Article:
Nicks’s first two solo albums, 1981’s “Bella Donna” and 1983’s “The Wild Heart,” were reissued earlier this month. To look back on them now is to remember how blockbuster they were, spawning sinewy, catchy singles that ruled the then-nascent MTV and allowing Nicks’s singular take on American gothic — a swirl of black lace, sweeping capes, and blonde hair — to captivate a broadcast audience. Tuesday night’s exuberant
The band, led by her longtime music director Waddy Wachtel, muscled through the set, adding heft to Fleetwood Mac chestnuts like “Gold Dust Woman” and “Rhiannon” and fleshing out the taut “Stand Back” with a guitar solo worthy of its inspiration, Prince. (A photo of the late polymath performing with Nicks appeared on the video backdrop at the song’s conclusion, and images of him also floated
Between songs, Nicks offered up a slew of origin stories — workshopping “Leather and Lace” with her then-boyfriend Henley, who would later duet with her on the recorded version; the tour-occasioned breakups that inspired the recently unearthed “Belle Fleur.” (”That’s kind of the story of how relationships end when you’re with me,” she said.) A stirring version of 2005’s “Moonlight (A Vampire’s Dream),” which ended with a fur-swaddled Nicks thrashing as the music churned around her, was followed by her confession that it was probably her favorite song of the past quarter-century, and that it was inspired by “Twilight,” the brooding vampire romance that definitely has a bit of Nicks in its DNA.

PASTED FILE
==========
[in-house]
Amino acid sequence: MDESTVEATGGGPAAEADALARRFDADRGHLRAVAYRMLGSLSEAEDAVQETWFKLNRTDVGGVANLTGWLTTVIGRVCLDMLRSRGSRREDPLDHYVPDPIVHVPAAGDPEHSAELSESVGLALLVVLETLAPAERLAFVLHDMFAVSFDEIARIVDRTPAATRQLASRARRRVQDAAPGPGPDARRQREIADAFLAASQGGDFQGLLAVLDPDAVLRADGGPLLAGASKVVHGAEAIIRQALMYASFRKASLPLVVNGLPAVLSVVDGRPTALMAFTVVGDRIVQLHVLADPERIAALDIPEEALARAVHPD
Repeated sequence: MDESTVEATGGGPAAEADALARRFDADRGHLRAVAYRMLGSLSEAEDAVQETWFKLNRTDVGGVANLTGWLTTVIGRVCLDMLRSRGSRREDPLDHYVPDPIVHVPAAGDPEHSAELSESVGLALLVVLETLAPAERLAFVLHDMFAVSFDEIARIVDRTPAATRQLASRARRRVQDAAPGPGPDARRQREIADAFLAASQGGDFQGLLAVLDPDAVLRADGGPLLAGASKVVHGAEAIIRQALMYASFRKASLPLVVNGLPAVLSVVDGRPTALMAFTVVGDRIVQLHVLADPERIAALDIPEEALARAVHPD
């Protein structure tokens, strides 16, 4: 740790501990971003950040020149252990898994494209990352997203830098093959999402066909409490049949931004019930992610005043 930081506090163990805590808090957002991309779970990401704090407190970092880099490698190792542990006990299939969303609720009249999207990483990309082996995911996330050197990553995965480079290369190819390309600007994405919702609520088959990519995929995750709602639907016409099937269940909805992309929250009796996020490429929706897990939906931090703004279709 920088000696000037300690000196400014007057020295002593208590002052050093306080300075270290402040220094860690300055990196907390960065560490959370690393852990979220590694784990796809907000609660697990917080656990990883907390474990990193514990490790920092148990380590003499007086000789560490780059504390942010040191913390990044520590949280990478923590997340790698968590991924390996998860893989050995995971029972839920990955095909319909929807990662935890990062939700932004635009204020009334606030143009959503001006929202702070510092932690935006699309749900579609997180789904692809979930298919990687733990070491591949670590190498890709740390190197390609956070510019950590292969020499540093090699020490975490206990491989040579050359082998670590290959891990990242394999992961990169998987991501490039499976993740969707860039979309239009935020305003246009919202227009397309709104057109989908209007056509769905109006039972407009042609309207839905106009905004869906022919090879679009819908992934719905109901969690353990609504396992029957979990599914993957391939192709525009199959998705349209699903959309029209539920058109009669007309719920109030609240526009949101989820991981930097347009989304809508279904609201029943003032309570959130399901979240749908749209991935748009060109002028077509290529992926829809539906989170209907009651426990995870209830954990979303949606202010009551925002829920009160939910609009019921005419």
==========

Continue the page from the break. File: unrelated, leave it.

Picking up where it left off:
But perhaps the biggest treat of the night, aside from Nicks strutting through 19 pieces of her catalog, was the way Nicks related to the audience as a clutch of potential peers, creative fireworks waiting to be lit. “If you are a creative person — which you all are — you can always go out and follow your dream,” said Nicks after performing the 1973 Buckingham/Nicks track “Crying in the Night.” “And 43 years later, you can stand on a stage, or in your house, and do something you wanted to do since you were 21 years old when you’re 68 years old.” The message was only made stronger by its messenger, a woman who honors the power of words with every song she writes, and who remains one of rock ’n’ roll’s brightest lights
Source: The Boston Globe